Eid Al-Adha festivities in Indonesia could generate 20.5 trillion rupiahs ($1.4 billion) this year, based on purchases made by an estimated 2.3 million families for the annual sacrifice.
The Qurbani could involve about 117 tonnes of sacrificed meat, offering a chance to increase the country’s low beef consumption and address its malnutrition problem, if officials can address unequal meat distribution, according to a June study by the Institute for Demographic and Poverty Studies.
The study found that the middle-upper class Muslim families of the country is 9 percent, or 5.6 million of the 62.4 million total Muslim families of the world’s largest predominantly Muslim country.
“Out of those in the middle-upper class bracket, we estimated 40 percent would buy a Qurbani cattle, based on a conservative assumption that one family would donate just one cattle, either a cow or a goat, given the economic slowdown from the COVID-19 pandemic,” said Askar Muhammad, a researcher at the Jakarta-based think tank.
However, about 71 percent of those families are concentrated in the capital Jakarta and other cities in Java, Indonesia’s most populated island, causing concern that there could be a surplus of sacrificed meat in some areas, also in Muslim-minority regions, such as on Papua island, where there are not enough beneficiaries.
Muhammad said a scheme is needed to help beneficiaries in remote areas of Java and other islands access sacrificed meat for the festival.
“For most beneficiaries, this could be the only time of the year when they have the opportunity to consume meat,” he said.
He said: “This is also a good window for us to improve public health and nutrition levels, considering that our average meat consumption is low.”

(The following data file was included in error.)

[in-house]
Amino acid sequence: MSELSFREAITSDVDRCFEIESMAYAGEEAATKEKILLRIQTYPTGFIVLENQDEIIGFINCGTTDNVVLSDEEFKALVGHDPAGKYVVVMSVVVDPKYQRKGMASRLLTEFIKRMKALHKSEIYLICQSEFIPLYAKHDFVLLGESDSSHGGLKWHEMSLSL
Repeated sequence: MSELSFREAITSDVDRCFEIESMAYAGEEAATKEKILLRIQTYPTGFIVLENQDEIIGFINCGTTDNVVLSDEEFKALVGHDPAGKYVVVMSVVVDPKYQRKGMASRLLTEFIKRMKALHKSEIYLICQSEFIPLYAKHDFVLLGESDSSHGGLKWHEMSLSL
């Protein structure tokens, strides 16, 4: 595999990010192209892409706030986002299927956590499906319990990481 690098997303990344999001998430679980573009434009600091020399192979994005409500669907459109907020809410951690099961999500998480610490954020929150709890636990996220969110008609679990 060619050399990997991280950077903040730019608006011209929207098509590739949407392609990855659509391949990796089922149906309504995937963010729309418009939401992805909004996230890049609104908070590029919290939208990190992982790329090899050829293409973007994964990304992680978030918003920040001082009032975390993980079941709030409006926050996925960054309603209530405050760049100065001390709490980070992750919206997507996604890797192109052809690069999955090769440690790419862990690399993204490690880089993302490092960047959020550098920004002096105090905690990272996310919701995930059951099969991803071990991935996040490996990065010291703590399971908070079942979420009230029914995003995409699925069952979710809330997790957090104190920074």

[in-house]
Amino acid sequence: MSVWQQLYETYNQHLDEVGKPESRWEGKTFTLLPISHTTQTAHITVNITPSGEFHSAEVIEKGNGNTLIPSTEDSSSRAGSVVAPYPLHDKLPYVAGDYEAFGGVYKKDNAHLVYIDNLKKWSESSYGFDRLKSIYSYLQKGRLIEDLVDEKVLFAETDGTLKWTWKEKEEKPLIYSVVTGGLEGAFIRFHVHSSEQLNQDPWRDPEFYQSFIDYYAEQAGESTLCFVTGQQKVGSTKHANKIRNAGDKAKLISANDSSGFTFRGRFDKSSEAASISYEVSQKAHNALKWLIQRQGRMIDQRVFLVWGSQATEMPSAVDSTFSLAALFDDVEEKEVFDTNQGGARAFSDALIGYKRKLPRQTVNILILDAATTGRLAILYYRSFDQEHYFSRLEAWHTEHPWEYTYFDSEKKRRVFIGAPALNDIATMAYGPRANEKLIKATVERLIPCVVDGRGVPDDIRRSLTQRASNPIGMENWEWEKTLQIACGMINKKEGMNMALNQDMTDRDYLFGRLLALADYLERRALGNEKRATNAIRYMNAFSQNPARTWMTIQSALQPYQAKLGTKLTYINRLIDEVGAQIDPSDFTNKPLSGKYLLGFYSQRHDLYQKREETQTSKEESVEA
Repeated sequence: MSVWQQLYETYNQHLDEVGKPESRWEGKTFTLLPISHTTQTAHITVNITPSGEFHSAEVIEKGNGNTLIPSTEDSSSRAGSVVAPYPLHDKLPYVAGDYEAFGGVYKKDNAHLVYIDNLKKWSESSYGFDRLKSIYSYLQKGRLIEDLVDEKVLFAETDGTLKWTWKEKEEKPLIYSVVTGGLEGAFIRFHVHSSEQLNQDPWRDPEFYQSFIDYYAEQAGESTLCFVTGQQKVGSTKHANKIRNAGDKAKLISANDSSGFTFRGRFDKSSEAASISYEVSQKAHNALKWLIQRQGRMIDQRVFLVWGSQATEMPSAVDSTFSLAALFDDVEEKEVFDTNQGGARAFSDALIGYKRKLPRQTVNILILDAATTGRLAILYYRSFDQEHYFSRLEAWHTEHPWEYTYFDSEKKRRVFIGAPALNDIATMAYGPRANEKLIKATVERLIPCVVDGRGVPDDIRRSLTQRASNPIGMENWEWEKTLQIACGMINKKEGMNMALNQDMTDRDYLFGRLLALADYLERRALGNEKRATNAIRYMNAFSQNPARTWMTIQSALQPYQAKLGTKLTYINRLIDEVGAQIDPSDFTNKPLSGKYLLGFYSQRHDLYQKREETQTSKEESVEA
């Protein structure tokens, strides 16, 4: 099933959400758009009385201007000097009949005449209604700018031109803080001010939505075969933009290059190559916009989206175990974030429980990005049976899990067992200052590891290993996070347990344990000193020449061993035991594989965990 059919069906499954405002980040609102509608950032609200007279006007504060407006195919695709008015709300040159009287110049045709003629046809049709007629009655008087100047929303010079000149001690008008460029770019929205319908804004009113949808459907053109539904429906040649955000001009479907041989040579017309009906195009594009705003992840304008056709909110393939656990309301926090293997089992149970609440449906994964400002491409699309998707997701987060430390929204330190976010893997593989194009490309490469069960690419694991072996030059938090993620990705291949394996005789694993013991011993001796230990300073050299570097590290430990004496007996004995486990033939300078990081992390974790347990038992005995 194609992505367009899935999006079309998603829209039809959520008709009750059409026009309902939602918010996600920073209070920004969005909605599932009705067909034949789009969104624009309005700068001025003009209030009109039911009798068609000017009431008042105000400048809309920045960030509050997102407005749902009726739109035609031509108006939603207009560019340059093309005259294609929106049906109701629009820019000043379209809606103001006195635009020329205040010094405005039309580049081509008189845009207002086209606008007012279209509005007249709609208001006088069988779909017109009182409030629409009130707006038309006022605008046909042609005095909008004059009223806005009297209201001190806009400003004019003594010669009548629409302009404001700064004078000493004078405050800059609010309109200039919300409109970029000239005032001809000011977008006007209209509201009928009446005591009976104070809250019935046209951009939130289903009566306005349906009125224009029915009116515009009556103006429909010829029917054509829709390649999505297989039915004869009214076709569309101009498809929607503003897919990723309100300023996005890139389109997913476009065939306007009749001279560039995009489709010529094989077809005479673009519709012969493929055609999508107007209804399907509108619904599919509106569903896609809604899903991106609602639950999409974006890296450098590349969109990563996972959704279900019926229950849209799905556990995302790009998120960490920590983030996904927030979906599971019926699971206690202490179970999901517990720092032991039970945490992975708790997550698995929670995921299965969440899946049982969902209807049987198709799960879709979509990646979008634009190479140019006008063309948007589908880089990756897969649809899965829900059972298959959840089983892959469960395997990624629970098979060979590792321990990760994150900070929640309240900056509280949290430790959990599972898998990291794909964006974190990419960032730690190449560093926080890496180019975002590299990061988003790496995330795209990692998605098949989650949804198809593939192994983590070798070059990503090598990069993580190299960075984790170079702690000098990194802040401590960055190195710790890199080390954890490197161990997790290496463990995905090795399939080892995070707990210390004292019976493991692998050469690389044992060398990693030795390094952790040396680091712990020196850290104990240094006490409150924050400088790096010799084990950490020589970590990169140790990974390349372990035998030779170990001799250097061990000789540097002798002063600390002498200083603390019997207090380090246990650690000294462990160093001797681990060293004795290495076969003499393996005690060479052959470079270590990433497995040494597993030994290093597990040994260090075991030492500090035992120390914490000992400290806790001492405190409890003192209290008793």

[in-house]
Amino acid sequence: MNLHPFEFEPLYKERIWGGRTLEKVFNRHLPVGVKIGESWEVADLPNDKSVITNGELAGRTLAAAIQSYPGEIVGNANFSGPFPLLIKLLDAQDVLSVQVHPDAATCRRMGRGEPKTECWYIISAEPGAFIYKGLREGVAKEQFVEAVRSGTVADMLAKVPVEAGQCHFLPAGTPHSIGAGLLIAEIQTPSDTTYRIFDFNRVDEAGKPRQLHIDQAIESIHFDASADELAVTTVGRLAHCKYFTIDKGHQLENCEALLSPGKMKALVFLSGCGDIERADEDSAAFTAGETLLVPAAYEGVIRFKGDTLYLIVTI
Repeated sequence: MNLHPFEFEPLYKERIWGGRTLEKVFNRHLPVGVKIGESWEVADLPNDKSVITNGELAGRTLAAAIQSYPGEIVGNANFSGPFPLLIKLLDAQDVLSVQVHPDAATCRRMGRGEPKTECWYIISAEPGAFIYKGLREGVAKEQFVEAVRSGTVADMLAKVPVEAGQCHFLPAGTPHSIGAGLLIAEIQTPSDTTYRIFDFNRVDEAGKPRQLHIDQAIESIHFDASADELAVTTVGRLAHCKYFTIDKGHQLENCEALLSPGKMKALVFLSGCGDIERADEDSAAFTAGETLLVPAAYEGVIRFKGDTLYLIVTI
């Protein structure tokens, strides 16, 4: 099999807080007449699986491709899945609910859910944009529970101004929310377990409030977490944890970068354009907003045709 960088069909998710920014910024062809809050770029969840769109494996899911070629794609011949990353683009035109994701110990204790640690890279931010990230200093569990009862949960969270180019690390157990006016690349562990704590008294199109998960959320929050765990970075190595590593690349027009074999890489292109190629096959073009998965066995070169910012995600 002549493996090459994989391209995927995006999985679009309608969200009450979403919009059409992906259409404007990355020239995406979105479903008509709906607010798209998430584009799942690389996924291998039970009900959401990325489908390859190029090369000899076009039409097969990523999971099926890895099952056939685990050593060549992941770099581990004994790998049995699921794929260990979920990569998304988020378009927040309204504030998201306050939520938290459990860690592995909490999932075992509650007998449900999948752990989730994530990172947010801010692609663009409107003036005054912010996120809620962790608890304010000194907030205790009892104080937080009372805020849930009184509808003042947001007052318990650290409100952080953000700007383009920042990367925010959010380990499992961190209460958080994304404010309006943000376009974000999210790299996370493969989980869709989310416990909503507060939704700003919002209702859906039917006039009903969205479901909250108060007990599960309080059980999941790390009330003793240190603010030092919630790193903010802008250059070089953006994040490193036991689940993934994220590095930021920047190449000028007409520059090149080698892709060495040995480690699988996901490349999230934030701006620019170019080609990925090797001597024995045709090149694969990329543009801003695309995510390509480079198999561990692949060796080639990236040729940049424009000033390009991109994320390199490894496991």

Indonesia’s beef and sheep meat consumption stands at an annual 2.4 kg per capita, well below the global average of 8.1 kg, according to 2019 data from the Organisation for Economic Cooperation and Development.
“Most beneficiaries also do not have the means to preserve fresh meat for later consumption and cooking the meat would require extra costs. The meat could also spoil during the distribution process to regions where beneficiaries are concentrated,” said Ali Nurhasan, head of the Qurbani committee at Muslim charity Rumah Zakat.
Nurhasan said the group has been tackling the problem since 2003 by distributing donated sacrificed meat as canned and corned beef or rendang, a West Sumatran specialty dish of slow-cooked beef.
“Our priority is to distribute the cans to beneficiaries in areas where donators are, but we also set aside cans as a national stock for distribution to remote areas and survivors of disasters, such as the recent flash floods in Masamba,” Nurhasan said, referring to the July 13 flash floods which struck in South Sulawesi province, killing 38 people and displacing more than 14,000.
In 2019, the Indonesian Ulema Council issued a fatwa, which allowed the preservation of sacrificed meat in cooked and canned form for later use.
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